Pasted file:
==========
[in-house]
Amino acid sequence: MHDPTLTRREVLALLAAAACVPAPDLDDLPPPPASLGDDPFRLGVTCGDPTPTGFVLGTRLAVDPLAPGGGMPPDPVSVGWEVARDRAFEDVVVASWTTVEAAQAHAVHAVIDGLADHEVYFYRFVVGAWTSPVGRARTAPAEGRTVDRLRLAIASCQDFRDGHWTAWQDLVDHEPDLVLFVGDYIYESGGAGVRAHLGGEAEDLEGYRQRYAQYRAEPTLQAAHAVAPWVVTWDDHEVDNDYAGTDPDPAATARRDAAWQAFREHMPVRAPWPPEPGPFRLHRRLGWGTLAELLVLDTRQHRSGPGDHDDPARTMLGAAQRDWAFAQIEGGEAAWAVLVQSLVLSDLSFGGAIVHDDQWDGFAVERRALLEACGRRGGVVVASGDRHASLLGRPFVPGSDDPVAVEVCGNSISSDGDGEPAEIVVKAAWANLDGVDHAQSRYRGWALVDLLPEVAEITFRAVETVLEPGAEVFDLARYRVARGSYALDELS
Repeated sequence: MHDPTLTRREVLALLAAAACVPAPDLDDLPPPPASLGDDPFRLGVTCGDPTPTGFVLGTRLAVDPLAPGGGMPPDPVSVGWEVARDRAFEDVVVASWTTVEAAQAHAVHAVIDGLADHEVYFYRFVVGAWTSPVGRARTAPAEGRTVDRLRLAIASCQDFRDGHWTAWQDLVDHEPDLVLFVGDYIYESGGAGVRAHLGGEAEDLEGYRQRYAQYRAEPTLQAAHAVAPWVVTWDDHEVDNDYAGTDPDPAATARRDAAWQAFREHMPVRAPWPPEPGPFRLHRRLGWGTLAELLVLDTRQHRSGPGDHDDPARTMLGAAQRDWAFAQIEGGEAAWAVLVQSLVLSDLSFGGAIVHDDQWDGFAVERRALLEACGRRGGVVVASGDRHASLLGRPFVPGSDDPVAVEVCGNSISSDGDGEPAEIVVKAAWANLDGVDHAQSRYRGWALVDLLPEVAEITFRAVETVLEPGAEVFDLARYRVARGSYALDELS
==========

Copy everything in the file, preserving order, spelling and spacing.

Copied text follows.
[in-house]
Amino acid sequence: MHDPTLTRREVLALLAAAACVPAPDLDDLPPPPASLGDDPFRLGVTCGDPTPTGFVLGTRLAVDPLAPGGGMPPDPVSVGWEVARDRAFEDVVVASWTTVEAAQAHAVHAVIDGLADHEVYFYRFVVGAWTSPVGRARTAPAEGRTVDRLRLAIASCQDFRDGHWTAWQDLVDHEPDLVLFVGDYIYESGGAGVRAHLGGEAEDLEGYRQRYAQYRAEPTLQAAHAVAPWVVTWDDHEVDNDYAGTDPDPAATARRDAAWQAFREHMPVRAPWPPEPGPFRLHRRLGWGTLAELLVLDTRQHRSGPGDHDDPARTMLGAAQRDWAFAQIEGGEAAWAVLVQSLVLSDLSFGGAIVHDDQWDGFAVERRALLEACGRRGGVVVASGDRHASLLGRPFVPGSDDPVAVEVCGNSISSDGDGEPAEIVVKAAWANLDGVDHAQSRYRGWALVDLLPEVAEITFRAVETVLEPGAEVFDLARYRVARGSYALDELS
Repeated sequence: MHDPTLTRREVLALLAAAACVPAPDLDDLPPPPASLGDDPFRLGVTCGDPTPTGFVLGTRLAVDPLAPGGGMPPDPVSVGWEVARDRAFEDVVVASWTTVEAAQAHAVHAVIDGLADHEVYFYRFVVGAWTSPVGRARTAPAEGRTVDRLRLAIASCQDFRDGHWTAWQDLVDHEPDLVLFVGDYIYESGGAGVRAHLGGEAEDLEGYRQRYAQYRAEPTLQAAHAVAPWVVTWDDHEVDNDYAGTDPDPAATARRDAAWQAFREHMPVRAPWPPEPGPFRLHRRLGWGTLAELLVLDTRQHRSGPGDHDDPARTMLGAAQRDWAFAQIEGGEAAWAVLVQSLVLSDLSFGGAIVHDDQWDGFAVERRALLEACGRRGGVVVASGDRHASLLGRPFVPGSDDPVAVEVCGNSISSDGDGEPAEIVVKAAWANLDGVDHAQSRYRGWALVDLLPEVAEITFRAVETVLEPGAEVFDLARYRVARGSYALDELS